Maggie Bonham, or Margaret H. Bonham, is a multiple award-winning pet author and expert. She has written more than 20 books on pets.
If you're looking for a wonderful companion who will fit in with your lifestyle and who will be the perfect pet, consider adopting a dog from a rescue. I adopted my dog from a rescue and was blessed with not only the perfect companion but also a loyal guardian and friend. When our big Alaskan Malamute, Kodiak, died at 13 years old, we decided we wanted to rescue a Malamute instead of looking for a puppy. We also had our reasons for adopting an adult dog rather than looking for a puppy.
5 Reasons to Adopt a Purebred Dog From a Rescue
- You Can Get the Dog You Want
- You Can Know What You're Getting Into
- You Can Get an Expensive Dog at a Lower Cost
- You Won't Support Puppy Mills
- You'll Find a Loyal Friend
1. Get the Dog You Want
My husband and I already own three other Alaskan Malamutes. We were very specific in what we wanted in a new Malamute. We were looking for a Malamute younger than two years old, male, big, already neutered, with a good personality and willingness to get along with other dogs. That seemed like a lot of requirements, and yet, the moment I looked for a Malamute on the rescue's website, I had found my dog. Thor's picture looked back at me. There was another dog that might have worked out as well, but he was farther away; we soon contacted the rescue about our boy. What's more, they had pictures of puppies in need of adoption, older dogs, younger dogs, and dogs of many colors—all of them in need of homes. If I had gone to a breeder, I wouldn't have had any idea if the dog would've met my expectations.
2. Know What You're Getting Into
If the rescue is honest, they'll tell you all about the dog, both the positives and negatives. With a puppy from a breeder, it's anyone's guess as to what the puppy will be like. Sure, you can look at the parents (if they're on premises), and sure, you can check out their obedience, conformation, and other records. I've bought show quality pups that were anything but show quality and dogs who had big parents that ended up small. You just don't know with a puppy. With Thor, I knew he was big, and I brought two of my Malamutes to meet him and they did well together. I was warned that Thor had not been in a house and I would have to housetrain him (I did, but it went quickly). I knew the commands he had been taught and I knew his bad habits (pulling on leash). In other words, I knew what kind of dog I had.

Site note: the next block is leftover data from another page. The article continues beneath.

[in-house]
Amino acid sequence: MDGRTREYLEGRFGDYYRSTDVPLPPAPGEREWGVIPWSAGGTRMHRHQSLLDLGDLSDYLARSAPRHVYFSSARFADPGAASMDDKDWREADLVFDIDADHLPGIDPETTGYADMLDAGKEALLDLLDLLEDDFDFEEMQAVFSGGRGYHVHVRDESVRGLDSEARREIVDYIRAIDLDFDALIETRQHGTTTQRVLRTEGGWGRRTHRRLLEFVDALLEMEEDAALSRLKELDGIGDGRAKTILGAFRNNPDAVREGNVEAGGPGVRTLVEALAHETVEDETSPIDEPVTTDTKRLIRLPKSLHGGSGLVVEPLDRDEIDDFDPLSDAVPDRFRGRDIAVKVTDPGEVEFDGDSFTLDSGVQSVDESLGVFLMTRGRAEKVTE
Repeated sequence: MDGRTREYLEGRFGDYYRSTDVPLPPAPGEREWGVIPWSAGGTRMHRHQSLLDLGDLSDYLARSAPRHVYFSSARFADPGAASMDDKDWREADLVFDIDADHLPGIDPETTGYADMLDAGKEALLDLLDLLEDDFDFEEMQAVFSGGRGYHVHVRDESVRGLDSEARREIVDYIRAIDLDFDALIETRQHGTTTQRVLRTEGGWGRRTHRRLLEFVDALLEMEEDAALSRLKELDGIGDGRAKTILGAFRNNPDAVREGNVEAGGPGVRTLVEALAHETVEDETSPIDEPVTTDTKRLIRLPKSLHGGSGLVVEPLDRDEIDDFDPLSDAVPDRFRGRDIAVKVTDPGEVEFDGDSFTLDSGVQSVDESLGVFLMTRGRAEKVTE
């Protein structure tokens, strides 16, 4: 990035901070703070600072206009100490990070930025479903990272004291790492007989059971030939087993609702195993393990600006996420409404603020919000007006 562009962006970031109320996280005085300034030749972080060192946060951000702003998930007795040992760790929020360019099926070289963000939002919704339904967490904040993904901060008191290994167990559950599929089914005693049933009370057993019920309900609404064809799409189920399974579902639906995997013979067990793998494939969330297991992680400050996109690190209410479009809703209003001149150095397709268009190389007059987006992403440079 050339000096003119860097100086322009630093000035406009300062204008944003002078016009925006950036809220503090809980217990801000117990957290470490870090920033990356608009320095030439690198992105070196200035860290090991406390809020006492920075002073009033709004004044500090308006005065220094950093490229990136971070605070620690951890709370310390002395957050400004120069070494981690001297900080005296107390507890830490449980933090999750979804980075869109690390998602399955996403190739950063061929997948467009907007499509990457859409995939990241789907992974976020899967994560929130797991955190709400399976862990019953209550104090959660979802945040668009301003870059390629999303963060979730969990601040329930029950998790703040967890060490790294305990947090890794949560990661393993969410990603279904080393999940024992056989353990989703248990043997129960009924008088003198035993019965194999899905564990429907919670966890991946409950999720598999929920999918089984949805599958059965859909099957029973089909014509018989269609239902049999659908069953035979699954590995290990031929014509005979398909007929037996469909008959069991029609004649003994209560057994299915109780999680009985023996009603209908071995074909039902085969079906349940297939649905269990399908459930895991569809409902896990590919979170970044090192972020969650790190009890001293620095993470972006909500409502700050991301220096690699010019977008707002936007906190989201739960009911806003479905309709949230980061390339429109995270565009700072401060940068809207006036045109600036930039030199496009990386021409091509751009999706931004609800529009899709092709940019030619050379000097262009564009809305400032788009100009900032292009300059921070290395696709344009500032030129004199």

3. Get an Expensive Dog for a Fraction of the Price
It always amazes me how many purebreds are in rescues. If you go to a breeder (puppy mill or reputable, doesn't matter), the price of the dog is usually well over $500. Some dogs are more than $1000, and yet someone paid that money and dumped or abandoned that animal, often for invalid reasons. Rescue dogs are a bargain in comparison to those prices. Most rescues charge a couple hundred dollars to cover costs like veterinary bills, boarding, and food. The dog you are getting is a dog that someone at one time thought was valuable enough to pay hundreds of dollars for. Plus, you're likely to get a trained dog who has been spayed or neutered, microchipped, and vaccinated. That makes rescue dogs a great deal in comparison to breeders. Thor came with a bath, vaccinations, neuter (he was already neutered), some training, and loads of dog food and treats.
4. Don't Support Puppy Mills
Puppy mills are dog breeders who breed their dogs to make money and not improve the breed. These people don't socialize their dogs, and they don't care what bad traits they pass along to their puppies. They breed large numbers of puppies every year and puppies are always available. They will sell to anyone who has enough money to buy a puppy, regardless if they make good owners or not. If you pay to buy a puppy from these folks, you are supporting these breeders. The dogs that end up in rescues are their dogs, dogs from backyard breeders, or dogs from unfortunate circumstances. Rescues look to place good-tempered dogs that came from owners who weren't properly screened prior to adopting, people who fell into hard times, and occasionally, from the puppy mills themselves.
5. Adopt a Grateful Friend
Most dogs that I have rescued from shelters and adopted from rescues are some of the most loving, most loyal, and most grateful dogs. It's almost as if they know they were in a bad situation and are just delighted to have someone who loves and understands them. Thor is a prime example of a loyal companion. My other adopted dog, Mishka, is the same way. It's as if they know they are in a better place and are profoundly grateful for it. Of course, there are exceptions, but in many cases, I feel you can't go wrong adopting a rescue dog.
© 2014 MH Bonham